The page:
At the individual level, highest educational attainment is a more stable characteristic than income and it can be more easily and consistently measured and modeled over time. Moreover, there is convincing neurological evidence that education causes lasting changes in the synaptic structures of our brains which influence the way we perceive the environment, think about the future, and behave in reaction to various stimuli. There is clear evidence that formal education enhances abstract counterfactual thinking and tends to lead to more rationality and a longer time horizon. This is why almost universally more educated mothers experience lower child mortality and for both men and women education leads to a higher life expectancy even after controlling for income, quality of health care services, etc. And based on these consistent empirical data by age cohorts, it could be shown that both the level and the distribution of education have significant positive effects on economic growth.
These analyses of inequality/heterogeneity in human populations also relate directly to the Human Development Index being composed of the three components mortality/health, education, and income. While changing levels of mortality and education by age and sex are integral parts of the above described scenarios by age, sex, and level of education, income growth can be derived in a consistent manner through the demonstrated effects of changing age-specific educational attainment distributions on growth (see “The demography of educational attainment and economic growth” Lutz et al., Science 2008; and “Is the demographic dividend an education dividend?” Crespo et al., Demography 2013). These new analyses have already figured in the 2013 Human Development Report and will also be highlighted in the forthcoming 2014 Report.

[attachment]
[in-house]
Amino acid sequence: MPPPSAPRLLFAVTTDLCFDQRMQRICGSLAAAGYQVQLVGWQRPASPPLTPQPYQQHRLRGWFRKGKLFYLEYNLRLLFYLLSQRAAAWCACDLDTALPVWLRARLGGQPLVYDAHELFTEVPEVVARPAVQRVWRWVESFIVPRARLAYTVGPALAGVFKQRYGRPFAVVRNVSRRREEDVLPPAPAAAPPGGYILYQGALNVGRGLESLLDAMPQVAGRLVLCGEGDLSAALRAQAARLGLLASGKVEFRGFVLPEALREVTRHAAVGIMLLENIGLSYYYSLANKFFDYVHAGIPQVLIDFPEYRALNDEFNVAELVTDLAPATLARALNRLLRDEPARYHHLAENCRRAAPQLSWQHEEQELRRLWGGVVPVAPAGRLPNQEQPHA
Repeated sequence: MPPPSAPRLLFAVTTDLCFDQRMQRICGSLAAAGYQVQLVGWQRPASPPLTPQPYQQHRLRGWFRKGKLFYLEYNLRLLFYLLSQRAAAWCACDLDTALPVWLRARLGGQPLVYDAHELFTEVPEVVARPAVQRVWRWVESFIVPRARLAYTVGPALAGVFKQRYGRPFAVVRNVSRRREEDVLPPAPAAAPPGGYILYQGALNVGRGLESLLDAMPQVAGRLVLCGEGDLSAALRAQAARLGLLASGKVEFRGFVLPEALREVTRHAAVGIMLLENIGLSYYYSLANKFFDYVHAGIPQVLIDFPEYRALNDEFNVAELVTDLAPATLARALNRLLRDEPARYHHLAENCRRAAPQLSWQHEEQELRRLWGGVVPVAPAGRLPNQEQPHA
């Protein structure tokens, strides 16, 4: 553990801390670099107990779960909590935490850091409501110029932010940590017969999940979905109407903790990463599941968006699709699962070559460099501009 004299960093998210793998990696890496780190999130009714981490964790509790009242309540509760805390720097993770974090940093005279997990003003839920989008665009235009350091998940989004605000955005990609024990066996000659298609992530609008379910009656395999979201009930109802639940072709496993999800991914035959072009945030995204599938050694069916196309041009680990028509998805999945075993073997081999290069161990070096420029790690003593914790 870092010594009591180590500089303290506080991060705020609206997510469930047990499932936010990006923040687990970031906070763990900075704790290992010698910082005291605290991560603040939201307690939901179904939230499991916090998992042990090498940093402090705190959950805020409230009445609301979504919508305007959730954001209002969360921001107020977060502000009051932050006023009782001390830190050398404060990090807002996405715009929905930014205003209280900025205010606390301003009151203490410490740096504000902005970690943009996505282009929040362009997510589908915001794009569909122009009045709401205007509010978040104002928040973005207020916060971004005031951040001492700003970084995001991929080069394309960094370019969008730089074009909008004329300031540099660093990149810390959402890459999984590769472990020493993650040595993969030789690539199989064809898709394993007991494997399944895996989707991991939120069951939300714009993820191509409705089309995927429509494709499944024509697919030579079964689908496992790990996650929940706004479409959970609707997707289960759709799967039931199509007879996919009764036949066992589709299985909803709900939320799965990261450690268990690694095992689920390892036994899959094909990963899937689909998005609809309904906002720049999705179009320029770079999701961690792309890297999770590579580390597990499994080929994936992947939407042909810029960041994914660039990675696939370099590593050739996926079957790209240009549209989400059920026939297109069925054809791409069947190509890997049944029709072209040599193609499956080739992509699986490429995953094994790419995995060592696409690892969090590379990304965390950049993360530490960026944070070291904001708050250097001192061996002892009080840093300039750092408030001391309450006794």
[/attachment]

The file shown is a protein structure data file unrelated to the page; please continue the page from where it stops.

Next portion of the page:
The aforementioned new science-based projections (with the input from over 500 international population experts) by IIASA’s World Population Program provide a set of population scenarios by age, sex, and level of educational attainment for all countries of the world with the time horizon of 2060, and extensions to 2100. The projections were built on the methodological foundation of multi-dimensional mathematical demography developed at IIASA in the early years of the demography group. These new global population projections combine statistical models with expert judgment about the validity of alternative arguments that matter for future trends and with the synthesizing assessments of meta-expert meetings. The outcome of this process in terms of assumptions for overall total fertility rate, life expectancy at birth, and future migration was combined with a careful analysis of historical patterns of educational expansion which led to a statistical model for the formulation of the future educational attainment scenarios at the level of individual countries by POP’s interdisciplinary group.
The changing inequality within and across age cohorts: Examples of South Korea reconstructed 1970-2000 and India projected 2010-2060 according to Global Education Trend Scenario (GET). Click on the image to view a larger version.